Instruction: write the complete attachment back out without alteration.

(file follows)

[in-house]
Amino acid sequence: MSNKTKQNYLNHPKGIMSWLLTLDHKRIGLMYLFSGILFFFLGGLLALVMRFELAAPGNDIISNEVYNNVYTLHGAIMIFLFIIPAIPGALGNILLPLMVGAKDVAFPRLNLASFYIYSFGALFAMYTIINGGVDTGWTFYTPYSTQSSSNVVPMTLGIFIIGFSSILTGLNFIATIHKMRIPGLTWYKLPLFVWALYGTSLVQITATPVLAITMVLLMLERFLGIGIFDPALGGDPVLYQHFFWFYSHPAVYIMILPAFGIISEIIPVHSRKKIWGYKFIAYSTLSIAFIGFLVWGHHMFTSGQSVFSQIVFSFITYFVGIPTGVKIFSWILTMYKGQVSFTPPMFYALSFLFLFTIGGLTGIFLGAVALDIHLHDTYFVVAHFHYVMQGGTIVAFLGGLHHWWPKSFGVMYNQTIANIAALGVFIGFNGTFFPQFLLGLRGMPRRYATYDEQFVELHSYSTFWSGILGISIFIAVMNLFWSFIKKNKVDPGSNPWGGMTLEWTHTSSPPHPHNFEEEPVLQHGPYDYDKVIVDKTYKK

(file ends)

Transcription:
[in-house]
Amino acid sequence: MSNKTKQNYLNHPKGIMSWLLTLDHKRIGLMYLFSGILFFFLGGLLALVMRFELAAPGNDIISNEVYNNVYTLHGAIMIFLFIIPAIPGALGNILLPLMVGAKDVAFPRLNLASFYIYSFGALFAMYTIINGGVDTGWTFYTPYSTQSSSNVVPMTLGIFIIGFSSILTGLNFIATIHKMRIPGLTWYKLPLFVWALYGTSLVQITATPVLAITMVLLMLERFLGIGIFDPALGGDPVLYQHFFWFYSHPAVYIMILPAFGIISEIIPVHSRKKIWGYKFIAYSTLSIAFIGFLVWGHHMFTSGQSVFSQIVFSFITYFVGIPTGVKIFSWILTMYKGQVSFTPPMFYALSFLFLFTIGGLTGIFLGAVALDIHLHDTYFVVAHFHYVMQGGTIVAFLGGLHHWWPKSFGVMYNQTIANIAALGVFIGFNGTFFPQFLLGLRGMPRRYATYDEQFVELHSYSTFWSGILGISIFIAVMNLFWSFIKKNKVDPGSNPWGGMTLEWTHTSSPPHPHNFEEEPVLQHGPYDYDKVIVDKTYKK